Learning Resources
 

Unit Testing Applications


Testing helps you find errors in your code.
Of course, you only find errors if you have written a test that exercises the particular functionality that's broken, but once you start writing unit tests, you may be surprised by how many errors you find. As you write test cases, you'll think, "Gee, I wonder whether I handle this case correctly," or, "Hm. I don't think that I handle this error correctly." When you're using a testing framework, you can simply add more test cases. The ease of adding new tests and running them encourages more thorough testing. Try it for a week, and you'll see what I mean. Many developers who have gotten in the habit of unit testing find programming without writing unit tests to be difficult and somewhat frightening. Programming is to driving like unit tests are to seat belts.

Testing helps you write better code.
In addition to finding errors in your code, unit testing can help you during the initial development of your class or module's public interface. Unit tests force you to think about how another developer will want to use your code while you're writing that code. This shift in focus can help you present a smaller, cleaner interface to your classes and modules. This benefit is most often associated with test-driven development.

Writing test cases will save you time later.
Imagine that you don't write test cases in code. You finish some module, and you start testing it at the interactive prompt. You realize that there's a tricky case your code doesn't handle correctly. A quick test reveals that you're right. You fix the module and move on. Later, you decide to rework the implementation of your module. Are you sure you didn't forget that tricky case? Can the new code handle it? If you had written test cases, you could just rerun the same set of tests (as long as the interface didn't change). As an added bonus, you can run your tests often so that you may find a bug after you've only written a few dozen lines of code. If a test suddenly fails, you know that it was introduced in the little bit of code you just changed. Not only is it easier to detect when you've introduced an error, but it is also easier to find the code that causes the error, reducing the time spent debugging.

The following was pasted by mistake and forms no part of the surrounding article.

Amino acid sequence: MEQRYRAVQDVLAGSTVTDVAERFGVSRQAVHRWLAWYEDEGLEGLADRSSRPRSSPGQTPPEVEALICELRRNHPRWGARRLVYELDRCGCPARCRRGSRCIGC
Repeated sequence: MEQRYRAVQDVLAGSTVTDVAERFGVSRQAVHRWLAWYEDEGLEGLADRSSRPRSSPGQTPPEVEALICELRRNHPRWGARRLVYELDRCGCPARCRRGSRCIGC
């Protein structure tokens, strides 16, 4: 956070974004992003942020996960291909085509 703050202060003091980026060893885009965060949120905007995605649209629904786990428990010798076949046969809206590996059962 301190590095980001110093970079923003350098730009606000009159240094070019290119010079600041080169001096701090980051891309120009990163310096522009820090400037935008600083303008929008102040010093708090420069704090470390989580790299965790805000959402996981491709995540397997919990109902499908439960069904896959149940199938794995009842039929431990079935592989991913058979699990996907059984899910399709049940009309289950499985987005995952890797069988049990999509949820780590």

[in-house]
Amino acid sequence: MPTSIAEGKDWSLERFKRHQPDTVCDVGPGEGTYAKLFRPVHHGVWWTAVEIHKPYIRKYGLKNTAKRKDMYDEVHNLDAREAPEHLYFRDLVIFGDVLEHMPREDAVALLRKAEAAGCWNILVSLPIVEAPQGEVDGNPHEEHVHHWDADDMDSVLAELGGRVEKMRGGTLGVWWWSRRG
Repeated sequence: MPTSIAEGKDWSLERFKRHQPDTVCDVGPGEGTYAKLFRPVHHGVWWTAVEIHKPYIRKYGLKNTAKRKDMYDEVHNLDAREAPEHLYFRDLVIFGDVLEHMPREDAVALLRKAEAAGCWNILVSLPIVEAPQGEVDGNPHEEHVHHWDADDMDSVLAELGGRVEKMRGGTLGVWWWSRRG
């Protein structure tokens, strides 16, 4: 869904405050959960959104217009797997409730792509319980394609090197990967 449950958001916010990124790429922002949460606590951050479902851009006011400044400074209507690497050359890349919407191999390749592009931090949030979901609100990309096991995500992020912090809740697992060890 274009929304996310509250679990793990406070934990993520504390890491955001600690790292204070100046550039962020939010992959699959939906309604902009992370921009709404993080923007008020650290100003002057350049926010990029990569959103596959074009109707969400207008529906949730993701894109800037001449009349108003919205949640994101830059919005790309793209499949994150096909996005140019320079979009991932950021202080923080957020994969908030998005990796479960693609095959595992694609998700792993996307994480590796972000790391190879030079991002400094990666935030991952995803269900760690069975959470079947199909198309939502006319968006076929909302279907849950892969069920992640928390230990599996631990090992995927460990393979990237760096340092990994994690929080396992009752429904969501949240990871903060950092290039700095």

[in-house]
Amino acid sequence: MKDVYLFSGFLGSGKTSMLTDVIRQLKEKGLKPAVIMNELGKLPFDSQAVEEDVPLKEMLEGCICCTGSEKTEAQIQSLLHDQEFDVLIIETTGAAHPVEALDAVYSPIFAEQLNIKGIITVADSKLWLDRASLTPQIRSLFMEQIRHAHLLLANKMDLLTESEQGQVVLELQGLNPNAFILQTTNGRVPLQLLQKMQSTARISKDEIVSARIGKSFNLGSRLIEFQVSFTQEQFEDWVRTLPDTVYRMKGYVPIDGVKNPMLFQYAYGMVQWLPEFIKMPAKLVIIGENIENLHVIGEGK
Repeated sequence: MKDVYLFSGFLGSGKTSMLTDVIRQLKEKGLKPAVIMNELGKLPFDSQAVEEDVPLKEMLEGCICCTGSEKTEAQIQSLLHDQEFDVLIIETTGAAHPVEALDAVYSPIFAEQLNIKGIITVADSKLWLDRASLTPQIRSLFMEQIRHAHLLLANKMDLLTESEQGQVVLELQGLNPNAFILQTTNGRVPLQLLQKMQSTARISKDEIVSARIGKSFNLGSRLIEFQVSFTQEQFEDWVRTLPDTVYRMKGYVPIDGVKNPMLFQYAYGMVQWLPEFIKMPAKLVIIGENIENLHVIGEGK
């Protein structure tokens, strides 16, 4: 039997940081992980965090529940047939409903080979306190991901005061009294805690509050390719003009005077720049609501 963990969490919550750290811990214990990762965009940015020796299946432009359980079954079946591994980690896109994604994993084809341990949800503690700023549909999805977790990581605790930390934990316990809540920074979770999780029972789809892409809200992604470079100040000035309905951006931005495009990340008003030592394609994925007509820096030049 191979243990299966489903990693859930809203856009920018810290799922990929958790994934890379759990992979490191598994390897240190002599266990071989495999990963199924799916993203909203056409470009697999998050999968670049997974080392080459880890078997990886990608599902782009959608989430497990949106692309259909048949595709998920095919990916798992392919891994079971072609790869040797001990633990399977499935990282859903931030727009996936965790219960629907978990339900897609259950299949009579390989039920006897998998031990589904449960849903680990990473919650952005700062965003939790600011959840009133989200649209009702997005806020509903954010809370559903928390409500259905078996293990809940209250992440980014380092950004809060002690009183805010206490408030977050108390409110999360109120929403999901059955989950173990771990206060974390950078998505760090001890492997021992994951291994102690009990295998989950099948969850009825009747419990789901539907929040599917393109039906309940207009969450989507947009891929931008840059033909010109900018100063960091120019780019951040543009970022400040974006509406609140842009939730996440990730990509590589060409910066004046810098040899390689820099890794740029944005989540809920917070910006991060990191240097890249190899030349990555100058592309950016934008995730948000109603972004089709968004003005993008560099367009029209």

Unit tests provide immediate feedback on your code.
When you're writing code deep in a library or in a server side module for a user interface, a unit test gives you feedback as you work. You don't have to wait until after code in a separate part of the application is written before you can test and know whether your code works. Those little "throw-away" programs you may be writing to test your code become reusable unit tests attached to a consistent testing framework.

Test cases document intent.
Test cases provide minimal documentation about what you think your code should do. Tests don't necessarily explain why your code should behave the way shown, but they can explain how it should behave. In fact, some developers write their tests before they write their code. The tests define how the unit should behave. In this case, tests always fail at first. The programmer writes code until all of the tests are passing again. This style of programming called test-first programming or test-driven programming. Test-driven development also ensures that you have unit tests for all of your code since all of the code was developed to satisfy a test.